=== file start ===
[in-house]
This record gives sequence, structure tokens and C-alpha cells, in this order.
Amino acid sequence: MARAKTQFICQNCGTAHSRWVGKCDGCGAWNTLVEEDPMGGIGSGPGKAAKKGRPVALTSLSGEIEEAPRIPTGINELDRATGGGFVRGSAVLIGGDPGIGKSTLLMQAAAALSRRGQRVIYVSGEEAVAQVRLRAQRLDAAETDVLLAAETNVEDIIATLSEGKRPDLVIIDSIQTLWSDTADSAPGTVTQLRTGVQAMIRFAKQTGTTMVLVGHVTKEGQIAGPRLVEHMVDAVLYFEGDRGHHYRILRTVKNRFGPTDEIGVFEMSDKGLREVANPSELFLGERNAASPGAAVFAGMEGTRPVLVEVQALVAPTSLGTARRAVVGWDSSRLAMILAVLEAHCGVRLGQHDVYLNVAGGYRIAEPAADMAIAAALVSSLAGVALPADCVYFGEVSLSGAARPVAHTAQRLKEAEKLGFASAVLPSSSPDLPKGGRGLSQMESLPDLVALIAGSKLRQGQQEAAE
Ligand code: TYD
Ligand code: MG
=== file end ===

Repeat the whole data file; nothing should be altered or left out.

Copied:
[in-house]
This record gives sequence, structure tokens and C-alpha cells, in this order.
Amino acid sequence: MARAKTQFICQNCGTAHSRWVGKCDGCGAWNTLVEEDPMGGIGSGPGKAAKKGRPVALTSLSGEIEEAPRIPTGINELDRATGGGFVRGSAVLIGGDPGIGKSTLLMQAAAALSRRGQRVIYVSGEEAVAQVRLRAQRLDAAETDVLLAAETNVEDIIATLSEGKRPDLVIIDSIQTLWSDTADSAPGTVTQLRTGVQAMIRFAKQTGTTMVLVGHVTKEGQIAGPRLVEHMVDAVLYFEGDRGHHYRILRTVKNRFGPTDEIGVFEMSDKGLREVANPSELFLGERNAASPGAAVFAGMEGTRPVLVEVQALVAPTSLGTARRAVVGWDSSRLAMILAVLEAHCGVRLGQHDVYLNVAGGYRIAEPAADMAIAAALVSSLAGVALPADCVYFGEVSLSGAARPVAHTAQRLKEAEKLGFASAVLPSSSPDLPKGGRGLSQMESLPDLVALIAGSKLRQGQQEAAE
Ligand code: TYD
Ligand code: MG